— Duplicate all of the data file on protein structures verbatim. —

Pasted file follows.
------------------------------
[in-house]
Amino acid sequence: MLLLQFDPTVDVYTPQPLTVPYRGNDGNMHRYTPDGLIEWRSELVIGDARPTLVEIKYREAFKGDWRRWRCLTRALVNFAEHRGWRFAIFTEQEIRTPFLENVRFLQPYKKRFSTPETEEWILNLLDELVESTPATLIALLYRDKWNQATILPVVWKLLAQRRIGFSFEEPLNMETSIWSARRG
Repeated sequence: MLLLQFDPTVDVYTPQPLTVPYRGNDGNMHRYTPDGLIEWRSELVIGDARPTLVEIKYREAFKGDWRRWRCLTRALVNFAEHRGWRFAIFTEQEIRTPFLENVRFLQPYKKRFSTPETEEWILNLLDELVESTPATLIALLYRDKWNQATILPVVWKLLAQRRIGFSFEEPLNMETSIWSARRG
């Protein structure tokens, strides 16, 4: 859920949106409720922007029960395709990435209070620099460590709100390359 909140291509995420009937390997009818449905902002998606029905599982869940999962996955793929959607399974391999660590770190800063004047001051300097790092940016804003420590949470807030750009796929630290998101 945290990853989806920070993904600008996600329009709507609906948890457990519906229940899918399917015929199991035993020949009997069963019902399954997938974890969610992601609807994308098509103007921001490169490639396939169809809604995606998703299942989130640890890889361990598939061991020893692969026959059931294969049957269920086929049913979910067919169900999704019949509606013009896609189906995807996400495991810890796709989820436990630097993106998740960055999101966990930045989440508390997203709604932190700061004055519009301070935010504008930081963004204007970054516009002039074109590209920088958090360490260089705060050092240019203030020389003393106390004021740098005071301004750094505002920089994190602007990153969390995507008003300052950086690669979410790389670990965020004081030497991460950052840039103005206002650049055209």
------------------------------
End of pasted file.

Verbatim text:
[in-house]
Amino acid sequence: MLLLQFDPTVDVYTPQPLTVPYRGNDGNMHRYTPDGLIEWRSELVIGDARPTLVEIKYREAFKGDWRRWRCLTRALVNFAEHRGWRFAIFTEQEIRTPFLENVRFLQPYKKRFSTPETEEWILNLLDELVESTPATLIALLYRDKWNQATILPVVWKLLAQRRIGFSFEEPLNMETSIWSARRG
Repeated sequence: MLLLQFDPTVDVYTPQPLTVPYRGNDGNMHRYTPDGLIEWRSELVIGDARPTLVEIKYREAFKGDWRRWRCLTRALVNFAEHRGWRFAIFTEQEIRTPFLENVRFLQPYKKRFSTPETEEWILNLLDELVESTPATLIALLYRDKWNQATILPVVWKLLAQRRIGFSFEEPLNMETSIWSARRG
């Protein structure tokens, strides 16, 4: 859920949106409720922007029960395709990435209070620099460590709100390359 909140291509995420009937390997009818449905902002998606029905599982869940999962996955793929959607399974391999660590770190800063004047001051300097790092940016804003420590949470807030750009796929630290998101 945290990853989806920070993904600008996600329009709507609906948890457990519906229940899918399917015929199991035993020949009997069963019902399954997938974890969610992601609807994308098509103007921001490169490639396939169809809604995606998703299942989130640890890889361990598939061991020893692969026959059931294969049957269920086929049913979910067919169900999704019949509606013009896609189906995807996400495991810890796709989820436990630097993106998740960055999101966990930045989440508390997203709604932190700061004055519009301070935010504008930081963004204007970054516009002039074109590209920088958090360490260089705060050092240019203030020389003393106390004021740098005071301004750094505002920089994190602007990153969390995507008003300052950086690669979410790389670990965020004081030497991460950052840039103005206002650049055209």